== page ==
“Six days you shall labor and do all your work. But the seventh day is a sabbath to the LORD your God; you shall not do any work–you, your son or your daughter, your male or female slave, your livestock, or the alien resident in your towns.” Exodus 20:9-10
Sabbath again. Now, with a little addition. God told the Israelites not just to rest weekly, and devote a day to the LORD, but also to be sure to share sabbath with their whole household/town. The communal sabbath. If I’m an Israelite, that makes sabbath more than just a private practice to be kept in my own tent. I think the idea is that a stranger among the Israelites, walking through their land, should be able to notice a palpable difference on the sabbath day; and notice it enough to say, “woah.” Really, to notice it enough to recognize this particular people, and their God, as one-of-a-kind on earth.
We get a miniscule hint of that feeling in our southern culture on Sundays, like with the good ol’ “blue laws” to set Sundays apart. No one can forget it’s the LORD’s day, because Bi-Lo turns the lights out on the beer/wine shelf! There are other little things, like shorter store hours, and larger lunch crowds, and lighter traffic from 10am to noon. I think community happens a little. I still don’t know that we actually share sabbath in a personal way, though. Does it satisfy God’s desire for our hearts to just do things like banning the sale of alcohol or eating at place like this:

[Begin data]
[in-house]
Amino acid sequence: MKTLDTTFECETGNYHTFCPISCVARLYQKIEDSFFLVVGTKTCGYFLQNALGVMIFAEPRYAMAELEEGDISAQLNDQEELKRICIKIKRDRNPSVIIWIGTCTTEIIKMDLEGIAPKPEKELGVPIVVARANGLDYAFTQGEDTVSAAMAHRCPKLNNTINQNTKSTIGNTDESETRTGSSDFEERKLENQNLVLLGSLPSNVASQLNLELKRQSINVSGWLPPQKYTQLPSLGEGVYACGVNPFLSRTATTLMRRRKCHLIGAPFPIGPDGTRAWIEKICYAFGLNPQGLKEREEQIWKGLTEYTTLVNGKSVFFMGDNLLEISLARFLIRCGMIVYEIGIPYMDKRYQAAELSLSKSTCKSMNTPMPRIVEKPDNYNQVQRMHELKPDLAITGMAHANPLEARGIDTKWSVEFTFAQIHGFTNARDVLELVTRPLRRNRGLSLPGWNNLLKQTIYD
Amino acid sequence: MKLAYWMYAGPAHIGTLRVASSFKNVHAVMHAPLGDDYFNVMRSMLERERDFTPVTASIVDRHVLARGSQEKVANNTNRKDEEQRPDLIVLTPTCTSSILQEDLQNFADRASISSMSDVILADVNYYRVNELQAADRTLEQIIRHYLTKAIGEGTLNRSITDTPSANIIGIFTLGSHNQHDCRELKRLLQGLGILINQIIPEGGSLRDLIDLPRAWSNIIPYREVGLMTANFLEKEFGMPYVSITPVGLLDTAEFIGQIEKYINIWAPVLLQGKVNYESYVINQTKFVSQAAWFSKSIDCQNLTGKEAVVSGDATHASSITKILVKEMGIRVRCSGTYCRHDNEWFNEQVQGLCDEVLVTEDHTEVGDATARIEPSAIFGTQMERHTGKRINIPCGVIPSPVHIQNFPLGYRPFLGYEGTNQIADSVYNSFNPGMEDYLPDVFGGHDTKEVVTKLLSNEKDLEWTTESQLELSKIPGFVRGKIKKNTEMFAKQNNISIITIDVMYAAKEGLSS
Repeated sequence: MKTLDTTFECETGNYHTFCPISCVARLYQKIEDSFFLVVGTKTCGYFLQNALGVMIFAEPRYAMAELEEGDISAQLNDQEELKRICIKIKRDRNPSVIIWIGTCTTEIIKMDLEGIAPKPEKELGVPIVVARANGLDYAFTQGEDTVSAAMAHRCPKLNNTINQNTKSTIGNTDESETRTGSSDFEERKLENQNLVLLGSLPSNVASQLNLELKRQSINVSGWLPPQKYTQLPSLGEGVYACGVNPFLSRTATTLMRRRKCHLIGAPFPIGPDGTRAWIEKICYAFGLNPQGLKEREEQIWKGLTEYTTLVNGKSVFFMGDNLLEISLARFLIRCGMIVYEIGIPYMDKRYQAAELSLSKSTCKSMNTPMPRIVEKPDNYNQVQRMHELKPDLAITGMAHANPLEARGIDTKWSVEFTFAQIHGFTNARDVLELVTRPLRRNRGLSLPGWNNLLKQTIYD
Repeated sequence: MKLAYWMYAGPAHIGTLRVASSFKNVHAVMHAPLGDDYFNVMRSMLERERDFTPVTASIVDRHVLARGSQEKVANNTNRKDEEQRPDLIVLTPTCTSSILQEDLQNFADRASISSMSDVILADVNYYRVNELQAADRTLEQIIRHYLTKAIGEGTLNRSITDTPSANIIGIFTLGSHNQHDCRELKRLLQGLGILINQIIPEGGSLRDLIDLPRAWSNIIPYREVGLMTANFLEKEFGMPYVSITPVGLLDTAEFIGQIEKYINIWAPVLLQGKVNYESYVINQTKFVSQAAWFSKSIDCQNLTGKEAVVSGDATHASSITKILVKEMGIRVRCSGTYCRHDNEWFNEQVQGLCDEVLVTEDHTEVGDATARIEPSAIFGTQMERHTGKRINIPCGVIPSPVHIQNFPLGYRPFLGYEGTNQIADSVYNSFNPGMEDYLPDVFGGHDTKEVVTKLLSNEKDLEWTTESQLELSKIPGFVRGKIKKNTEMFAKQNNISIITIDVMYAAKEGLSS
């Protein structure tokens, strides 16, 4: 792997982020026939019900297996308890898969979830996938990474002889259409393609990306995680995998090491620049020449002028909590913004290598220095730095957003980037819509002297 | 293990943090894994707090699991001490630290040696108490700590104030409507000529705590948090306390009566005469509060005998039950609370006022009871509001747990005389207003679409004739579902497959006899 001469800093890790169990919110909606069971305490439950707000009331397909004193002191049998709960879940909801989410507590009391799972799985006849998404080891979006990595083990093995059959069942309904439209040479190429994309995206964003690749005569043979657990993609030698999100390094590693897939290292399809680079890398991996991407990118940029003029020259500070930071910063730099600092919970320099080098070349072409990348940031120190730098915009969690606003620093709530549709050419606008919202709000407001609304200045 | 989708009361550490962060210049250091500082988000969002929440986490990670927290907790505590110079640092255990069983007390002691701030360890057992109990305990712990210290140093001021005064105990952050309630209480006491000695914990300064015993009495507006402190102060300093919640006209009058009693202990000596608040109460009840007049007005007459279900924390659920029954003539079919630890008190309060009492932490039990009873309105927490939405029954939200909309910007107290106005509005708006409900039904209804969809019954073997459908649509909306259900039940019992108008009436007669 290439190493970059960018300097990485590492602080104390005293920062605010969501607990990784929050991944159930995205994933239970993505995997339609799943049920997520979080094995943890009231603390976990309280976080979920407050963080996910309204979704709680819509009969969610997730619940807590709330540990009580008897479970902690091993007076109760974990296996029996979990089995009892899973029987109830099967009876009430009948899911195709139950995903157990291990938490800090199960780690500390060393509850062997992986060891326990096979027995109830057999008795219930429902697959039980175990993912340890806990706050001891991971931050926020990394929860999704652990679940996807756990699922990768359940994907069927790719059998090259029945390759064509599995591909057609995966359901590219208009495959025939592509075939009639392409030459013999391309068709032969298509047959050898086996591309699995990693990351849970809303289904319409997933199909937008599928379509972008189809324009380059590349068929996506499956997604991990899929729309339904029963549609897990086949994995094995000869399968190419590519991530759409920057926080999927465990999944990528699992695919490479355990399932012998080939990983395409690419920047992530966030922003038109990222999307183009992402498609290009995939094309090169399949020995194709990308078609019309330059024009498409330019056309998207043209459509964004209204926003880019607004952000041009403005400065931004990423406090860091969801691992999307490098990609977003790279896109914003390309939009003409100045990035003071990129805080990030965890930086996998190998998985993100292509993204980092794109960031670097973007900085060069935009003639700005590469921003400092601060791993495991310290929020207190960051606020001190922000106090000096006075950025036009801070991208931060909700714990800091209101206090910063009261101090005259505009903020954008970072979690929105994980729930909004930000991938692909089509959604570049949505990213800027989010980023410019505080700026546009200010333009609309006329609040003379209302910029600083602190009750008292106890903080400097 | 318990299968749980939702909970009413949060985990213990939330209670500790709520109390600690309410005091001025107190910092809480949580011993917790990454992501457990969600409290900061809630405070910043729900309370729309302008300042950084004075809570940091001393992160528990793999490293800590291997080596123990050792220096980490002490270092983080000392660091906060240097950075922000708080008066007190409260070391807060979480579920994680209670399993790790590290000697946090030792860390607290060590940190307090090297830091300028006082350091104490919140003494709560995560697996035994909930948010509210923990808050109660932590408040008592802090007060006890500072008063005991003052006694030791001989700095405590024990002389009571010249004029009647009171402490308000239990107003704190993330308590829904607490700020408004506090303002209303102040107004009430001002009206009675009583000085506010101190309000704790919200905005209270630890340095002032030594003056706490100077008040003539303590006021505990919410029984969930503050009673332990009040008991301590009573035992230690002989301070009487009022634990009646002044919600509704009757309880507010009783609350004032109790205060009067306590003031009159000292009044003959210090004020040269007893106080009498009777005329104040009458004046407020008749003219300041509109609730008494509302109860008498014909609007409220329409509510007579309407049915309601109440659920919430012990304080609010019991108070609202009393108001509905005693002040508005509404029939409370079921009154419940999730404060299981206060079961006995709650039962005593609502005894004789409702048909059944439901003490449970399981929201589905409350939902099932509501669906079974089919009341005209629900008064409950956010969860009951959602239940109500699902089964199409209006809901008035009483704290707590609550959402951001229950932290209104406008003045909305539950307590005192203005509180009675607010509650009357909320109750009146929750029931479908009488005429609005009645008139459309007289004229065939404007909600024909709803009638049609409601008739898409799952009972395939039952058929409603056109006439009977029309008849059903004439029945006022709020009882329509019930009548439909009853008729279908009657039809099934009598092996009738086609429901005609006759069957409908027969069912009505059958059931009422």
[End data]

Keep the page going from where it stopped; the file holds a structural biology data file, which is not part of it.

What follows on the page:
(if you’re from somewhere that doesn’t have Cracker Barrel, then imagine some other sit-down establishment)?
When I wonder why God made sure to add this part to the commandment, I think he was cutting out loop-holes. If you or I were the head of a household in those days, it would be easy enough to grin a sneaky grin, cunningly twist our moustaches and say, “Sure, God, we’ll rest on the sabbath,” but then just make our spouse, kids, and slaves pick up the slack. That satisfies God’s little rule and gets our business done. Better yet, since the Law only applies to us Jews, we could just hire foreigners, or enforce labor on them, even start bringing in buses of Gentiles to handle the sabbath shift. But God tackles all of that right here. Sabbath is to be shared, by all. Not half-kept.
God was serious about no work happening which, again, made sabbath a risky even scary observance with respect to livelihood and staying competitive with other peoples/nations. God was serious about us not cheating the sabbath, but intentionally making it different. So, today for the second day in a row: reflect on your sabbath-keeping. How is it a truly different day? Is it part of your witness to Christ? Would a casual spectator see the difference in you? Sure, many of us take the day off, but more in the sense of “weekend” than sabbath. Will you make it time reserved to God?